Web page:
Alexander 'Sasha' Chislenko, <email@example.com>, writes:
How can you make a rule which only applies to "automatically"
> You don't prohibit things without warning. You tell people that since
> this creates problems, from now on it should be prohibited.
> If you poke me in the eye with a fork, which wasn't it's intended use,
> you go to jail - and there are no problems with it.
> There is a Robot Exclusion Protocol now that is followed by most
> spiders, and could be officially legalized.
> There can be a similar protocol for automatically collecting email
> addresses from the usenet postings and Web pages.
> If you tell in your page or posting in a standard way that you don't
> want this email to be collected by any program, this desire should
> be respected, just as your desire not to list your phone number, or
> not to open your door to strangers.
How can you make a rule which only applies to "automatically"collecting email addresses? Why should it be OK for me to do something with my own mind, but illegal if I amplify my mind's capabilities with a computer? If we continue to adopt rules based on this distinction, what will happen when people become able to augment their own minds?
Philosophically, it just doesn't make sense to forbid doing something automatically which is legal manually (especially if you are going to throw someone in jail for breaking this law). It is as bad as the distinction between doing things commercially versus personally.
> Mass unsolicited mail can be considered everything that is directed
This is still going to lead to a lot of gray areas. If a stranger posts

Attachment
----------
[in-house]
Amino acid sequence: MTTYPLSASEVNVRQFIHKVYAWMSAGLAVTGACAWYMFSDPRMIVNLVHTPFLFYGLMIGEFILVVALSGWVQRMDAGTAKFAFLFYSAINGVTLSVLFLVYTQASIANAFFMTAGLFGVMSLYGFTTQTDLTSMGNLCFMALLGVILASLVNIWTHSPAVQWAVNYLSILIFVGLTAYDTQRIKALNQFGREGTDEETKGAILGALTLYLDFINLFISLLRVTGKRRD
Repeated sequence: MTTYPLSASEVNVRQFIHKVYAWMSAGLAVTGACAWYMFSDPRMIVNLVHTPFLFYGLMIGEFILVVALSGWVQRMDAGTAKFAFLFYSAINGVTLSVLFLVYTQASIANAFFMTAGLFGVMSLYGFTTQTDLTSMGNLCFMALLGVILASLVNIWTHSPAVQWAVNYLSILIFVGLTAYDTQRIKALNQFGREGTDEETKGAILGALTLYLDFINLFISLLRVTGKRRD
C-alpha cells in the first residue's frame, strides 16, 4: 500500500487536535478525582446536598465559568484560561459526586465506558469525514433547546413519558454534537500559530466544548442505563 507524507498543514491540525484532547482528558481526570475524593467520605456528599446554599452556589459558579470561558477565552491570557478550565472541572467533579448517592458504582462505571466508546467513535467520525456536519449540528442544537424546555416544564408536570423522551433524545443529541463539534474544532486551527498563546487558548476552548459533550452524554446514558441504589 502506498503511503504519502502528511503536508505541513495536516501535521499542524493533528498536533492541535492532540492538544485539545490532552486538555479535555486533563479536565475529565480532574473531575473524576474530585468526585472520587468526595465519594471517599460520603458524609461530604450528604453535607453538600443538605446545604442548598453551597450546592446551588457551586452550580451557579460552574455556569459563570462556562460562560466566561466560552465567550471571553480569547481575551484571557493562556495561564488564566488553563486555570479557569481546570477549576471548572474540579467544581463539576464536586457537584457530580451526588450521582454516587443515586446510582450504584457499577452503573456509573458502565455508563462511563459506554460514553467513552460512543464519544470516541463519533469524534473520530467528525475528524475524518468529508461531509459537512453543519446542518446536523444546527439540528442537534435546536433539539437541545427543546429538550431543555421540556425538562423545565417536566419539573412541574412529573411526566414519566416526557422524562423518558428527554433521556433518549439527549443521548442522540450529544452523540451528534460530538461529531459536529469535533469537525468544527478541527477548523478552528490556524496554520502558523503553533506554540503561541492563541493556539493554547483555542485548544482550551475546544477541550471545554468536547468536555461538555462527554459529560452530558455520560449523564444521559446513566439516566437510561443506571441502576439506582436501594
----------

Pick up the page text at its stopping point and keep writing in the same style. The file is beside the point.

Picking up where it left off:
> to a large group (> 500?) people that the author had no previous
> contact with and/or who directly indicated that they don't want
> any unsolicited mail and/or the message is unrelated to the topic
> of the group's discussion (e.g., "Visit my porn site" message on
> comp.ai.alife) and/or have misleading titles (e.g. "thanks for
> last night" with the text "Buy bricks from Smith & Co".)
This is still going to lead to a lot of gray areas. If a stranger postsa message to the extropians list directing them to his for-profit web site, should he go to prison? Suppose his site is selling his book about transcendental meditation. Will his fate depend on whether this is sufficiently on-topic? Do we really want a world where people can go to prison for this?
Sending people to prison for having misleading titles on their message strikes me as a perfect example of what is wrong with this whole approach. You're looking at the spam you got yesterday and today, and saying, here's a rule which would make this one illegal; here's another rule which would make that one illegal; and you keep doing this until you've crossed them all off. This is a shallow approach to the problem, looking at the most superficial symptoms instead of the real issue.
> Such standards would be easily and unambiguously formulated and
> enforced in a variety of ways. I think it will be done at some
> point; the lack of interest in filtering software is that it's not
> compatible with many clients, doesn't work with many services
> (Web, Usenet, guestbooks, etc.) and takes money and effort to
> buy and use.
If there were really a demand for this kind of software, the market would supply it in both free and commercial versions. Your comments would apply to every piece of software. Email software takes money and effort to buy and use. Yet there is demand for it, and people do expend effort to install it. (Actually, some services, like hotmail, do offer spam filtering as one of their attractions.)
The point is, the whole approach of criminalizing this behavior is fundamentally wrong. There are many technical solutions, and once the problem becomes important enough, these will start to be used. Throwing people in jail for sending out information is not the way to go.